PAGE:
Our topic this week for Cee’s Fun Foto Challenge is Wood. Knock on wood.
The most important wood object around our place is this.
This is my 1987 David VanZandt violin. It is as much a work of art as a musical instrument. Its top is made from close-grained Sitka Spruce, and its back is made of flamed Maple.
Just this past weekend, we drove up to the Skagit Valley to see the tulips, and we also saw some interesting wooden structures.
This old barn has seen better days, but it fits perfectly into its environment.
The docks below are all from local lakes. Similar, but different.
We live surrounded by water, and love to go to the beach in any weather. On our beaches, we find driftwood. Large logs sometimes fall into our rivers and get carried down to Puget Sound, or the Straits of Juan De Luca. Or, they can be carried across the sea from other countries and fetch up on our shores.
This driftwood was found at Dungeness, on the Olympic Peninsula.
This one is at Deception Pass Beach.
Remember those wooden docks? We also find the wooden remains of what used to be docks in the past; only the vertical piers remain today.
This one is at Picnic Point County Park, on Puget Sound.
I have always loved this very clever use of wood. Those overhead beams are made of thin strips of wood, bent with heat, and laminated with glue, to make a strong, beautiful structure that easily holds up the ceiling of this building. The wood used is often “discards” from other building projects-the ultimate recycling use of what in earlier days would have been scrap, and burned.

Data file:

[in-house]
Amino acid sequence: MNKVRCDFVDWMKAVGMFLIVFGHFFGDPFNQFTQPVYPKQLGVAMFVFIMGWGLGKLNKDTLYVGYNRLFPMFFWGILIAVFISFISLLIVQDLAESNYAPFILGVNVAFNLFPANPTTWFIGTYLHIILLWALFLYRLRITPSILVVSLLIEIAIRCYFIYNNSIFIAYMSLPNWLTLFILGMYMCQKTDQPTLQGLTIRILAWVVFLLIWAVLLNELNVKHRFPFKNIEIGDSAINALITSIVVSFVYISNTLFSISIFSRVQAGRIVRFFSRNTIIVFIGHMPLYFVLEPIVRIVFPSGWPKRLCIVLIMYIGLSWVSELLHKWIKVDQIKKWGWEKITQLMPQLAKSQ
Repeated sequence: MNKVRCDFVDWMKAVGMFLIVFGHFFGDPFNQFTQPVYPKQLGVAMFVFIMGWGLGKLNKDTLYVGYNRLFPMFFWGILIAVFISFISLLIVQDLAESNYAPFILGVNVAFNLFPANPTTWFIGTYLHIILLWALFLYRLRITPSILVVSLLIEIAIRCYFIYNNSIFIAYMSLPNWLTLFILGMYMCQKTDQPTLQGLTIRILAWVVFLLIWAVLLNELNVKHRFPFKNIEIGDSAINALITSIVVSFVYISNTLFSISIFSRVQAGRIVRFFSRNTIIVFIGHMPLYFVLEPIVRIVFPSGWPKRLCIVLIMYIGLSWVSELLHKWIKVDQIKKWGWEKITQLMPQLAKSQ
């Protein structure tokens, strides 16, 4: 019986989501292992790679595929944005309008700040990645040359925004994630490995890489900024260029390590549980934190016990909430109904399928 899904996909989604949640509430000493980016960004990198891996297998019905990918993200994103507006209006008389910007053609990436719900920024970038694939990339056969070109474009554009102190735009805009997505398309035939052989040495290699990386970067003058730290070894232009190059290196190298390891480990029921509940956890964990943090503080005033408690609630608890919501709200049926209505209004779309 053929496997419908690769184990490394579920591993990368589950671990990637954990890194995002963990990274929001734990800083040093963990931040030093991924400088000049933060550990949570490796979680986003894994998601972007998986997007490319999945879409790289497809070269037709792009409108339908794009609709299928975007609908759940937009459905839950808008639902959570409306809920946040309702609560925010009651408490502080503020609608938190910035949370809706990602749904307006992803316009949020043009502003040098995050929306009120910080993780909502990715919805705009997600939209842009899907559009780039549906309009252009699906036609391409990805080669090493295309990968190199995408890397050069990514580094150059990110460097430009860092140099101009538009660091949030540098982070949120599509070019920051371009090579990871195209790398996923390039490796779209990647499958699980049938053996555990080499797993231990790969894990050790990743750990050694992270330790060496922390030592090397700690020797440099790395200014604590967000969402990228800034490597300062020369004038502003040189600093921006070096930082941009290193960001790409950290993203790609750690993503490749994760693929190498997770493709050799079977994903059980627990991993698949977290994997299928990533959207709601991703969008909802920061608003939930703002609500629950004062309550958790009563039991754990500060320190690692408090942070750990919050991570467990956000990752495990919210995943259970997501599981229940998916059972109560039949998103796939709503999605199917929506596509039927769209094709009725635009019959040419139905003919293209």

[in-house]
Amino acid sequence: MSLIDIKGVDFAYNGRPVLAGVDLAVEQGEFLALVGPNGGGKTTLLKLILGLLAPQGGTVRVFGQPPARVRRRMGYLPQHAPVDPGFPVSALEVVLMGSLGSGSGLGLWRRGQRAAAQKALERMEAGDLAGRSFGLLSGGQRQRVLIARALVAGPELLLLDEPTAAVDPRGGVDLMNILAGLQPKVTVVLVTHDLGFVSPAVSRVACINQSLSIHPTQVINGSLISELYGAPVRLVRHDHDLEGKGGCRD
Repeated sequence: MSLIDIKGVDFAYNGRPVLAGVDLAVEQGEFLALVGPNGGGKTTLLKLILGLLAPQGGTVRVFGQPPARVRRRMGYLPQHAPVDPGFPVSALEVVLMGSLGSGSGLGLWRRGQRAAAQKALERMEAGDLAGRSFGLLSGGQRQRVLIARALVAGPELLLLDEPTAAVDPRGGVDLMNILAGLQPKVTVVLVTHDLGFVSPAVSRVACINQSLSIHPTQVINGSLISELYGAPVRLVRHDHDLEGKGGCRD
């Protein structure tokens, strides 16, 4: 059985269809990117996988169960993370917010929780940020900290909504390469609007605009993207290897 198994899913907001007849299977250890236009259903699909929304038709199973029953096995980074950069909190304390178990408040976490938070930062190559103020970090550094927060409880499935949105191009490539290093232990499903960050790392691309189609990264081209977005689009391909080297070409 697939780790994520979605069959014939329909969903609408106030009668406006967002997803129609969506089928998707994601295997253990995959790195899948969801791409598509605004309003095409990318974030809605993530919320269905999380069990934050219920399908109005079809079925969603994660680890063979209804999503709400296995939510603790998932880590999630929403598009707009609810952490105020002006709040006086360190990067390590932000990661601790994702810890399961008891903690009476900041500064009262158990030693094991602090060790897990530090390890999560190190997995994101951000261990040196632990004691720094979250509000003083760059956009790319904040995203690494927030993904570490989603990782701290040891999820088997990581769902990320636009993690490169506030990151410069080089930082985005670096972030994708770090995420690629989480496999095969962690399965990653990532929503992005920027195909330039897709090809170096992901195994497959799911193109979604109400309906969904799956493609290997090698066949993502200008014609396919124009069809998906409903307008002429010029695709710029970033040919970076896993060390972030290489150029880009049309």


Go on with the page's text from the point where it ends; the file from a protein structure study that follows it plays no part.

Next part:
Around our area, we have wetland parks, where the only way to get around is on a raised “boardwalk”. They are not only useful, but also beautiful.
This one is at our Narbeck Wetland Park, just a couple of miles from our home, and less than a mile from the factory where I am working now.
And this one is at Totem Lake, in Kirkland.
And it wouldn’t be a disquisition on Wood, if it didn’t include our local forests in Western Washington. Not all of our wood has been cut down!
These Cedar trees are at Flowing Lake Park.
These trees are in the small forest near Deception Pass. Hubby for scale on the right-hand image.
This road north of Darrington is on the Sauk-Suiattle Indian Reservation, and the trees grow right up to the roadside.
This forest is in the North Cascades National Park.
“Wooden” you like to visit? Tourists always welcome in Western Washington!
Here’s the Link to Cee’s Original Post.